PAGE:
24. Jameer Nelson, Orlando Magic: A talented but highly injury-prone player, Nelson has missed 70 games over the past three campaigns and saw his play suffer last season after emerging as a borderline All-Star in 2008-09 when he averaged 16.7 PPG and shot 45.3 per cent from three-point range. There’s some upside here, but you cannot expect much more than what he offered last year.
25. Tony Parker, San Antonio Spurs: Parker is the youngest member of San Antonio’s long-time core, but the emergence of George Hill seems to also make him the most expendable. He didn’t post bad numbers a season ago — 16.0 PPG, 5.7 APG — even with some injury woes. The issue, though, is that coach Gregg Popovich plays the regular season to get ready for the playoffs, meaning he’ll keep Parker’s minutes in check. That’s not a phrase Fantasy owners want to hear.
26. Rodney Stuckey, PG/SG, Detroit Pistons: Detroit GM Joe Dumars traded away Billups with the expectation that Stuckey was going to emerge as a go-to player. Nearly two years later, he’s still waiting. The fourth-year guard posted a career-high 16.6 points per game last season, but his shooting percentage nosedived to 40.5 per cent, which included a dreadful 22.8 per cent from downtown. Also, despite being 6-foot-5, Stuckey managed just 3.9 rebounds per game to go with his 4.8 assists. Tab him in the later rounds as an extra guard.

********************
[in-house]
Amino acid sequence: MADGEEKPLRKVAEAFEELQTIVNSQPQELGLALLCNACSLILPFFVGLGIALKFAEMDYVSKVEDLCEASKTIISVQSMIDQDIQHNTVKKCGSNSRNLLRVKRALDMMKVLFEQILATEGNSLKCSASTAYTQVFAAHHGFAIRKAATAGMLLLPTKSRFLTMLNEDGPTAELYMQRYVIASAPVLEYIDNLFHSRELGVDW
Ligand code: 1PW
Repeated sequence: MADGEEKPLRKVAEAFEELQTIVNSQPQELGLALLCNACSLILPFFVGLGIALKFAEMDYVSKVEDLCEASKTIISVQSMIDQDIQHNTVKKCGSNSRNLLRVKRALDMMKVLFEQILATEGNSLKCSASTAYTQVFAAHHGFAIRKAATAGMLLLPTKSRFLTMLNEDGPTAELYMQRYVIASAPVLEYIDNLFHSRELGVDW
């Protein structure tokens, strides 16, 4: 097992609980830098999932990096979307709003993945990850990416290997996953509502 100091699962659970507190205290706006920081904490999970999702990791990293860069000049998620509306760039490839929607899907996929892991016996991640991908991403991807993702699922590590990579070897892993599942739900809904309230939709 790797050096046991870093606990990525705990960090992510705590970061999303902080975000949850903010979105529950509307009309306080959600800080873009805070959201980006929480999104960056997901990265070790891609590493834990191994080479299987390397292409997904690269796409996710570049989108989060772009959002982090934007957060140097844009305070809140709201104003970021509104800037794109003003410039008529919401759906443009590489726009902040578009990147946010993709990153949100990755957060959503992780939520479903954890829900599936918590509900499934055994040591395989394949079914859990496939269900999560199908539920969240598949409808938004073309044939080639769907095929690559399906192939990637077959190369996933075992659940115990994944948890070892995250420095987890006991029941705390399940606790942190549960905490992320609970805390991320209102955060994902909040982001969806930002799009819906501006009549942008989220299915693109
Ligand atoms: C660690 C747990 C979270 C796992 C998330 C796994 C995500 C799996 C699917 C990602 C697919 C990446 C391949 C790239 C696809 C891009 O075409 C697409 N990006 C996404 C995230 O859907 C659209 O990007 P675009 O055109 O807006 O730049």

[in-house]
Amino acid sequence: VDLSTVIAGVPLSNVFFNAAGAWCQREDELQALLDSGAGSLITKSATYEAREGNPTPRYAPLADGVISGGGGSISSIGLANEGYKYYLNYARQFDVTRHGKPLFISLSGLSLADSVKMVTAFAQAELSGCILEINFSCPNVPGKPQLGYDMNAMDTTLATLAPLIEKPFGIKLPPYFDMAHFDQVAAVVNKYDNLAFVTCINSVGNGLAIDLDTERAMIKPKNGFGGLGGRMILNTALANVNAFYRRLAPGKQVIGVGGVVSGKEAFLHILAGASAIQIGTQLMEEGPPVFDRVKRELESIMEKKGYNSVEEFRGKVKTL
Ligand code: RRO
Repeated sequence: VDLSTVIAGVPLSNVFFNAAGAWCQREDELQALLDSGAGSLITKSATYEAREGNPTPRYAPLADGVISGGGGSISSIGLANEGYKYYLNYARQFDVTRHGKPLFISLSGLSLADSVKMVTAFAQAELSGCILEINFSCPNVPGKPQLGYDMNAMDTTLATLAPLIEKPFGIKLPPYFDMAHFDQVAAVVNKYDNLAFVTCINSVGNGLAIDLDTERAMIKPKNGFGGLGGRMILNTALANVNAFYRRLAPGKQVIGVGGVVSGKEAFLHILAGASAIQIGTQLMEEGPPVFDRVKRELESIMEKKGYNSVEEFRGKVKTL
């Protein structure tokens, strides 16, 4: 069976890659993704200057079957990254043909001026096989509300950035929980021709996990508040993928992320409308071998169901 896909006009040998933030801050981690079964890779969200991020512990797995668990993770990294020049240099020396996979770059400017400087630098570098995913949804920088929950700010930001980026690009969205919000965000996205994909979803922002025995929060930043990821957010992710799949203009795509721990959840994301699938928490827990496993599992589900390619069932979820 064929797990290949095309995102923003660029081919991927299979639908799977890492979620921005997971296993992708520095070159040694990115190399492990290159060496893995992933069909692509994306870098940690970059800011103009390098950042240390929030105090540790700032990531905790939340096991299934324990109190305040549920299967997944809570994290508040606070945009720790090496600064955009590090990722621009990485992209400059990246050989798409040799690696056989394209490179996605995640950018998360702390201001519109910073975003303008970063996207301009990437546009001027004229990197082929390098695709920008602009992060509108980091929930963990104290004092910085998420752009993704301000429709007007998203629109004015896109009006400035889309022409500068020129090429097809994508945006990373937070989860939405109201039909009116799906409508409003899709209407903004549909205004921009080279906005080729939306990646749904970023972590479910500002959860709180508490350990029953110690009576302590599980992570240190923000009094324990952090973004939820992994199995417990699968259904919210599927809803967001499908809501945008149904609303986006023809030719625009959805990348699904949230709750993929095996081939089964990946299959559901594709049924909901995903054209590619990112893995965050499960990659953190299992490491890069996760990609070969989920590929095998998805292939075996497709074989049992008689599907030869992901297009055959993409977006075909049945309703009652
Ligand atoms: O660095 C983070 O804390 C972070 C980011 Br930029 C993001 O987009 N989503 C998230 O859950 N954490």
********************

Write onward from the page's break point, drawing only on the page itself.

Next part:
27. Jrue Holiday, Philadelphia 76ers: It took a while for Holiday to earn much playing time in Philly, but once he did he showed flashes of being a solid contributor. In 30 games after the All-Star break, Holiday shot over 50 per cent from the field and averaged 11.9 points and 5.5 assists per game. He’s a maximum effort kind of player, which should endear him to the coaching staff and fans, though the presence of talented Louis Williams and rookie Evan Turner clouds his outlook a bit.